The COVID-19 epidemic has intensified migrants’ struggles against confinement, against the deterioration of their living and working conditions, and for freedom of movement and legal status.
In Greece, a major pathway into Europe, about 80,000 migrants are currently trapped in overcrowded camps and detention centers. Hunger strikes erupted in two pre-deportation prisons, in Paranesti (Northern Greece) and Moria (Lesbos island). In both cases they were met with unprecedented police violence, including torture and force-feeding. On the island of Chios, a riot started after the death of a 47-year-old woman who showed signs of COVID-19 but had been refused hospitalization a few days earlier. Migrants attacked the asylum service offices, clashed with the police for hours and burned cars and police posts. In Austria and France, detainees in pre-deportation prisons are emphasizing their demand to be released with hunger strikes, and people confined in several camps are protesting the aggravated conditions under quarantine. Meanwhile in India, migrant workers have repeatedly rioted for the right to return to their villages, instead of being quarantined in overcrowded and undersupplied accommodations in big cities and industrial zones where they work.
The COVID-19 pandemic has spread within a few months, regardless of quarantines and travel bans, tenaciously ignoring the borders of nation-states militarized by reactionary governments. In face of the crisis, national media outlets have reinforced sentiments of belonging to the “interclass”, imaginary community of the nation. This imaginary community has very material effects for the livelihoods of proletarians who seek a better market to sell the only commodity they possess: their labor power. Nationalism helps to suppress conflicts around work and reproduction, calling workers and bosses to fight together: against the new invisible threat, COVID-19, as well as against an old enemy, the foreigner.
The current situation has served as a magnifying glass for the working conditions in sectors that heavily rely on a migrant workforce; conditions that have often been made invisible. In China, where internal migration is regulated via the hukou-system – which excludes millions of workers from access to health care, education, and social welfare – state policies now attempt to alleviate the economic effects of the pandemic by loosening residency rules. In Europe, states are organizing exemptions to import the workforce of seasonal migrant workers, often including unpaid periods of quarantine and confined accommodation. 80,000 Romanian workers were flown to Germany to work in agriculture, flights of seasonal workers have been chartered by farms in the UK, the Greek state is arranging for the transport of 7,000 workers from Albania, and the Ukrainian government is being asked to send workers to various countries. This is not limited to agriculture: in Austria, Bulgarian and Romanian workers were brought in to work in 24-hour care.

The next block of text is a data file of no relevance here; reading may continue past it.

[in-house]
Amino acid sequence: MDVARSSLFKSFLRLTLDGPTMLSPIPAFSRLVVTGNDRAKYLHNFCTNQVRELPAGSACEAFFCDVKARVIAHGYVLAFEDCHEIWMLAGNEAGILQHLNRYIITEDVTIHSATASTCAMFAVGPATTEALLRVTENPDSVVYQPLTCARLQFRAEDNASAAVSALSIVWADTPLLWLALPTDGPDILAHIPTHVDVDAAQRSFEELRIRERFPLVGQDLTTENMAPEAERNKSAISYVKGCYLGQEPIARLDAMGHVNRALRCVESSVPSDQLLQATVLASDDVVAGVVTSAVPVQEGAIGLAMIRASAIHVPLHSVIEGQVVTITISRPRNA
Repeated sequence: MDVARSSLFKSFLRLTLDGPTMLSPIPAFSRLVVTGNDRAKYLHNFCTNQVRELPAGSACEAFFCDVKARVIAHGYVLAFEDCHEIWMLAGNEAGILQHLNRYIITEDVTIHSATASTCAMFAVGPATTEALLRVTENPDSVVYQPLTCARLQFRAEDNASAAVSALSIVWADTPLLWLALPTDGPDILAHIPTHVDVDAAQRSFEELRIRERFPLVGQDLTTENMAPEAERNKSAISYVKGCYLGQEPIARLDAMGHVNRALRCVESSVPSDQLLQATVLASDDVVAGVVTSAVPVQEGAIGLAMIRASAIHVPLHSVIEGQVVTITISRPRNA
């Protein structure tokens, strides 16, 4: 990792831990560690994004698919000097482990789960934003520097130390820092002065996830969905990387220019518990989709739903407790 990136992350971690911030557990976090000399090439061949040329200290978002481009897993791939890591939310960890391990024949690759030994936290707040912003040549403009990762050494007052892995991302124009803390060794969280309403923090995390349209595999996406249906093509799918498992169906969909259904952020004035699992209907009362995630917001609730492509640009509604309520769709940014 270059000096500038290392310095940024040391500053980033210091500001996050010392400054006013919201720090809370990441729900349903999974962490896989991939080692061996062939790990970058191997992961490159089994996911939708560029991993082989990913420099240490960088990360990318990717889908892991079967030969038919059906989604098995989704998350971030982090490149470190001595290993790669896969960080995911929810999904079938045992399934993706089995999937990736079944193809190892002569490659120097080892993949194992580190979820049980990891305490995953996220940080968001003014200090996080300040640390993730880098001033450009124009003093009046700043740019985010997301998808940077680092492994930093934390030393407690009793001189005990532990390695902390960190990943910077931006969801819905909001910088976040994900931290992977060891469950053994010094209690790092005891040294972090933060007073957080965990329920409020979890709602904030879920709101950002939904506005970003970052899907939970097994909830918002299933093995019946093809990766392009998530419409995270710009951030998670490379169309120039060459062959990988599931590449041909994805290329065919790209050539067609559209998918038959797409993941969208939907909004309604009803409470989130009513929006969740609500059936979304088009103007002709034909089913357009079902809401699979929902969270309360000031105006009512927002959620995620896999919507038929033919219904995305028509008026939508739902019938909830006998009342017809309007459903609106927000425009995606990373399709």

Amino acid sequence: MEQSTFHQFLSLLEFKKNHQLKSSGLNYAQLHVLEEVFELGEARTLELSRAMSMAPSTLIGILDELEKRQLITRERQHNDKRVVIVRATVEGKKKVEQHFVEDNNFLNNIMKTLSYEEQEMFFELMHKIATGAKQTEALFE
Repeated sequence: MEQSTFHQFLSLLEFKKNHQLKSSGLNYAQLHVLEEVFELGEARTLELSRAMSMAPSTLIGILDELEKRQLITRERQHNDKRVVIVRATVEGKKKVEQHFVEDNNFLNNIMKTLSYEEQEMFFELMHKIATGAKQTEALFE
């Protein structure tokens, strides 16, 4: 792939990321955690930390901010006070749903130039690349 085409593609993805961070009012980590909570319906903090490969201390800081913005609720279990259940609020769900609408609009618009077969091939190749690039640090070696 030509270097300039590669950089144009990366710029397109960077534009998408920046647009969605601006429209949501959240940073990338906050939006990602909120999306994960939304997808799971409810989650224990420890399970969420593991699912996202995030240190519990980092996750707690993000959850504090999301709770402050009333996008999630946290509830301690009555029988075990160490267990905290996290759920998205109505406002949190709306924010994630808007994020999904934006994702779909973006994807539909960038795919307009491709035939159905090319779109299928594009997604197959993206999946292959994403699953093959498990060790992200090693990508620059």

The discrepancy between closing borders or restricting movement on one hand, and efforts to relocate workers on the other, relates to the global functioning of capital, which lowers costs by outsourcing productive processes and allocating a cheap labor force to where it is needed. Migration policies are an institutionalized method of devaluating the price of labor and dividing up the working class. These policies grant papers to some, deny them to others, and distinguish between residents, migrants and refugees, the latter facing deliberately slow application processes, imprisonment, militarized borders and deportations. Borders are not impermeable, but rather allow some to pass depending on the pressure from the movement of migrating populations and the needs of the labor market. Additionally, states can receive extensive funding for controlling and managing the “surplus” migrant workforce, as is the case within the EU-border regime. The impact of the distinction between “natives” and “foreigners,” or residents and non-residents, relates to its relevance for a wider set of strategies stratifying the working class, including other labor market policies, the restructuring of work processes and the division of labor.